The following article was originally written by Paul and Janice Lipinski for UPGS 2006 and was updated by Stephen J. Danko for UPGS 2008.
When preparing to Visit the Family History Library (FHL) in Salt Lake City, some advance preparation can help ensure a productive visit.
Learn all you can about your family: Gather information from home and family sources. Contact and interview family members.
Record your family information: Choose a standardized system for recording your family names, dates, and places. Bring pedigree charts, family group records, and copies of key family documents (leave the originals at home in a safe place). Enter your family information in a genealogy database. If you don’t have one, Personal Ancestral File (PAF) is available for download at no charge through the FHL. The standard edition of Legacy Family Tree is also available for download free of charge.
Choose a research goal: A good research goal identifies a specific name, event, date and place you want to learn about. Don’t expect to do your entire pedigree during one library visit.
Visit local libraries and archives: At a local library, courthouse, or historical society, you may gather additional background information.
Use gazetteers and maps: Gazetteers and maps help you learn about the places where your ancestors once lived. Study general histories of their residence to learn about migrations, religious groups, military actions, and other events. Use census records and indexes to obtain basic clues about each family.
Visit a Family History Center (FHC): Find a nearby FHC and visit the facility to become familiar with the copiers, printers, microfilm/microfiche readers, and the computer tools available. Be sure to check out the following:
International Genealogical Index (IGI)
General information about the Family History Library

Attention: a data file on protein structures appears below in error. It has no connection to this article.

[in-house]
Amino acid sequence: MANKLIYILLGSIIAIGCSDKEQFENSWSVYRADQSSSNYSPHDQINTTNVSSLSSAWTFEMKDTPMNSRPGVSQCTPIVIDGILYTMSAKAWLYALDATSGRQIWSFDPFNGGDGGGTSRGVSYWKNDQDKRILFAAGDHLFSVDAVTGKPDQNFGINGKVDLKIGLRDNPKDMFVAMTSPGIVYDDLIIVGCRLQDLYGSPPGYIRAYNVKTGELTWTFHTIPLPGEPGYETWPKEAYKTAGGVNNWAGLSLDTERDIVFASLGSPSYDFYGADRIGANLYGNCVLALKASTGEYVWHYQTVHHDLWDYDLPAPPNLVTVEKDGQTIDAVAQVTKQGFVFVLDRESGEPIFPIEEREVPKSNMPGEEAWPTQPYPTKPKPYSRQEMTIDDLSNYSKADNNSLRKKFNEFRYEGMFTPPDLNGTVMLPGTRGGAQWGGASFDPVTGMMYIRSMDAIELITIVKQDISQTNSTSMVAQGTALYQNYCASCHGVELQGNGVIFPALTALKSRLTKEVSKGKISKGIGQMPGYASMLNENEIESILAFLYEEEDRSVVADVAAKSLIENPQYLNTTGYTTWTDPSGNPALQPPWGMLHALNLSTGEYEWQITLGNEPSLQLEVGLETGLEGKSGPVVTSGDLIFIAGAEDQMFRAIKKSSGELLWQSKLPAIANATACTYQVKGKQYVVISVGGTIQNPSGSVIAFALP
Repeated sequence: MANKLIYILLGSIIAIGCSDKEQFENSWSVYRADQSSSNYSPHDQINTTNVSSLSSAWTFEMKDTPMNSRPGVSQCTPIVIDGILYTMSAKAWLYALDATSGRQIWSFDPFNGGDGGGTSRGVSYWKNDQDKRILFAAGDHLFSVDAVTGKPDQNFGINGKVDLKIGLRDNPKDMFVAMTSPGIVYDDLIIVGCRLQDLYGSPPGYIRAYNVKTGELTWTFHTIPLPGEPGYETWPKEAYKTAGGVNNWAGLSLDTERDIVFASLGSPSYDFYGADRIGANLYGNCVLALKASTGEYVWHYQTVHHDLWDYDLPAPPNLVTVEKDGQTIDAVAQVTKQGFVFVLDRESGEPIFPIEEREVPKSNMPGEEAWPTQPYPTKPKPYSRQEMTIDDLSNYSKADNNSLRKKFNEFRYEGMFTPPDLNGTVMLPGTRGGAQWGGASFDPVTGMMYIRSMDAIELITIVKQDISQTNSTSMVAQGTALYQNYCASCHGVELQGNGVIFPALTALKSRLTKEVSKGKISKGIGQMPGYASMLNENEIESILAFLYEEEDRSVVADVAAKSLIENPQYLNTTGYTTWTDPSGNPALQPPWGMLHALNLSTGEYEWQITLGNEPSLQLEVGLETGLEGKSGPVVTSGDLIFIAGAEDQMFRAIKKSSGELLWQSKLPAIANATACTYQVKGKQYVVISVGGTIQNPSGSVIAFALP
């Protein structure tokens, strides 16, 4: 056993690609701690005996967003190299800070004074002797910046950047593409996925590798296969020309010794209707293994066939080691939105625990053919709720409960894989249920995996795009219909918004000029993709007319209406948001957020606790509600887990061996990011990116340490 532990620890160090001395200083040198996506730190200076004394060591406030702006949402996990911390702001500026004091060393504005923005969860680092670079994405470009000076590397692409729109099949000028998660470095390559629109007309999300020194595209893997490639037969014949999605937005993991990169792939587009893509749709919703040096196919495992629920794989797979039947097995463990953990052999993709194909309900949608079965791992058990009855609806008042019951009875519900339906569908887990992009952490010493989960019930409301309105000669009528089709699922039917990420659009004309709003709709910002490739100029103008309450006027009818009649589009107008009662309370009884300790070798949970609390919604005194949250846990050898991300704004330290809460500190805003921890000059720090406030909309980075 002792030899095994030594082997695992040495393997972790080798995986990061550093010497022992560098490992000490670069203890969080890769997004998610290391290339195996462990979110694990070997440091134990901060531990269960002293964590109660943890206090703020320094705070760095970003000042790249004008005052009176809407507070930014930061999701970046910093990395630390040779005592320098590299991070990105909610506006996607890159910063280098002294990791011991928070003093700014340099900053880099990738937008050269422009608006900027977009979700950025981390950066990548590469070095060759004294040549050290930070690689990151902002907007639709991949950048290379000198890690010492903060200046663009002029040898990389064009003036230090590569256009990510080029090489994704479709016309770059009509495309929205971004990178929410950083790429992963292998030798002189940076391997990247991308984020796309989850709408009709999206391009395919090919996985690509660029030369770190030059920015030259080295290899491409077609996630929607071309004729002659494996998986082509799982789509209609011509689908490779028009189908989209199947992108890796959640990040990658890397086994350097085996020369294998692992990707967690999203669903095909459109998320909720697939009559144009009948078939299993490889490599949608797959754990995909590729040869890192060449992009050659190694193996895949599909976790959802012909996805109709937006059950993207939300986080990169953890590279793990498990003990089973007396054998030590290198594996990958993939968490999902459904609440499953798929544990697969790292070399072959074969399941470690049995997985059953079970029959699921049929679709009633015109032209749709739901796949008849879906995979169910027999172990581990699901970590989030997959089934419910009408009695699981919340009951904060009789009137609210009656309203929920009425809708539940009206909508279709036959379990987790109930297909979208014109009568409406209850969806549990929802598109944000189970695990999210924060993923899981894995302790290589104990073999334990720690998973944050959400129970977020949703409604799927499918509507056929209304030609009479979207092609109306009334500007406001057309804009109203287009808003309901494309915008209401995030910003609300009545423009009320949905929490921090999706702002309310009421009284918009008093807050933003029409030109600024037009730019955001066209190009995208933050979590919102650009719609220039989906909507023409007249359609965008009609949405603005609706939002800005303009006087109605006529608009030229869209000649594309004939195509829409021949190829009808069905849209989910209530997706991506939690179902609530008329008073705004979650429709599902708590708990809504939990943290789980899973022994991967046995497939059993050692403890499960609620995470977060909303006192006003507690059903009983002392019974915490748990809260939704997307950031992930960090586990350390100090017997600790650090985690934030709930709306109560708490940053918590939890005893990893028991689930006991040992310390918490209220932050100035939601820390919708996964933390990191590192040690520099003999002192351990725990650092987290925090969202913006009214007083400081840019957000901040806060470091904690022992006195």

The Floor Plan of the Family History Library
Census indexes and other research files
Learn how to use the FamilySearch website: Learning how to use the Family Search website in advance will facilitate your research. Ancestral File, the Family History Library Catalog, locations of Family History Centers, etc. are all available online (FamilySearch.org and the brand-new FamilySearchWiki).
Identify Films: Use the online Family History Library Catalog to prepare a list of the films you want to review while at the library. Determine if the films you need are immediately available in the library.
Request “Vault” Films: The FHL is unable to store all microfilms at the library. Films listed in the catalog as “Vault” films may take up to three days to retrieve. Request any microfilms marked “Vault” at least two weeks in advance of your trip. Include your arrival date and either write to:
Family History Library
35 N West Temple St
Salt Lake City, UT 84150-3400
or FAX: 801-240-1924
or email: email@example.com
Dress: Be sure to dress comfortably, and remember that you’ll be sitting a lot. You may wish to layer your clothing by wearing a short sleeve blouse or shirt with a long sleeve shirt or blouse or light jacket on top. If it’s cool outdoors, a windbreaker should be sufficient. There are clothing racks to hang your jackets in the library.
Climate: Salt Lake tends to have a dryer climate than most places and there are humidifiers in the library. Bring lotion and use it.
Copies: FHL patrons pay for photocopies with a card system. Remember to sign your card as you will occasionally forget to remove it from the copy machine. It’s also a good idea to load only a small amount on your card ($5.00). That way, if you lose your copycard and it doesn’t get turned in at the desk, you won’t lose too much cash. Computers are available on every floor making it easier to check the catalog and make copies of the film descriptions, etc.
Digital Images: Patrons who wish to save digital images of books, maps, and films to digital media (either DATA CD or USB Flash Drive) can do so by signing up to use the scanners in the FHL. Patrons are allowed to sign up on the scanners for an hour each day. Bring your own blank writable data CDs and USB Flash Drives. USB Flash Drives are relatively inexpensive and are a bit faster and easier to use than are CDs. FHL personnel can help you learn to scan and save digital images. Patrons may also use digital cameras to photograph the projected images in the microfilm readers.
Laptop Computers: The FHL allows patrons to bring their personal laptop computers to the library. Electrical connections are available at the microfilm readers and elsewhere in the library. Free Wi-Fi access is available throughout the FHL.
Suggestion: Bring refrigerator magnets to place on the metal drawers when you pull a microfilm so it is easier for you to find the correct location to put it back.